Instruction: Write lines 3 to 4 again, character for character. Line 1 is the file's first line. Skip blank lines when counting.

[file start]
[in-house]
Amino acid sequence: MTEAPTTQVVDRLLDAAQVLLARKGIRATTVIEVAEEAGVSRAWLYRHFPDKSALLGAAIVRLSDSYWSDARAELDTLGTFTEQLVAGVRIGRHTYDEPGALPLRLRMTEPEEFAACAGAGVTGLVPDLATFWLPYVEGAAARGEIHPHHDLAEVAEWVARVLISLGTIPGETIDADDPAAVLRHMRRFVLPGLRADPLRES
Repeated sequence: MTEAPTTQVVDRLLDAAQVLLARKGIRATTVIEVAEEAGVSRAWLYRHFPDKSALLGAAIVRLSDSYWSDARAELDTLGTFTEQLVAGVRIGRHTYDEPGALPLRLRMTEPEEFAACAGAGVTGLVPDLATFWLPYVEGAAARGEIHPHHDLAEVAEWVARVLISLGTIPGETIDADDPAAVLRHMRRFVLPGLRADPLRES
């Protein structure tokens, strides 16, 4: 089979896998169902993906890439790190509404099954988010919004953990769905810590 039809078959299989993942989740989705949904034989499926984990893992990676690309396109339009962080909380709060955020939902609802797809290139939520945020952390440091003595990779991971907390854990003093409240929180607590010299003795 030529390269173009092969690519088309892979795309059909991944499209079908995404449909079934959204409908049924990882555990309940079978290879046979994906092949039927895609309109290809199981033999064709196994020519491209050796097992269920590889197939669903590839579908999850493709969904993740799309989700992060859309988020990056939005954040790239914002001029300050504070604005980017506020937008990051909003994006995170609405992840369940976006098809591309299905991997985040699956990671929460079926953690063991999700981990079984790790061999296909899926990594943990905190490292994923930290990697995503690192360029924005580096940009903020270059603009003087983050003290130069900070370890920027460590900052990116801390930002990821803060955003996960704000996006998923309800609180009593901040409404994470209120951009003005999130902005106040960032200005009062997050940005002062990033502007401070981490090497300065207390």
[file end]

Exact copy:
Repeated sequence: MTEAPTTQVVDRLLDAAQVLLARKGIRATTVIEVAEEAGVSRAWLYRHFPDKSALLGAAIVRLSDSYWSDARAELDTLGTFTEQLVAGVRIGRHTYDEPGALPLRLRMTEPEEFAACAGAGVTGLVPDLATFWLPYVEGAAARGEIHPHHDLAEVAEWVARVLISLGTIPGETIDADDPAAVLRHMRRFVLPGLRADPLRES
């Protein structure tokens, strides 16, 4: 089979896998169902993906890439790190509404099954988010919004953990769905810590 039809078959299989993942989740989705949904034989499926984990893992990676690309396109339009962080909380709060955020939902609802797809290139939520945020952390440091003595990779991971907390854990003093409240929180607590010299003795 030529390269173009092969690519088309892979795309059909991944499209079908995404449909079934959204409908049924990882555990309940079978290879046979994906092949039927895609309109290809199981033999064709196994020519491209050796097992269920590889197939669903590839579908999850493709969904993740799309989700992060859309988020990056939005954040790239914002001029300050504070604005980017506020937008990051909003994006995170609405992840369940976006098809591309299905991997985040699956990671929460079926953690063991999700981990079984790790061999296909899926990594943990905190490292994923930290990697995503690192360029924005580096940009903020270059603009003087983050003290130069900070370890920027460590900052990116801390930002990821803060955003996960704000996006998923309800609180009593901040409404994470209120951009003005999130902005106040960032200005009062997050940005002062990033502007401070981490090497300065207390």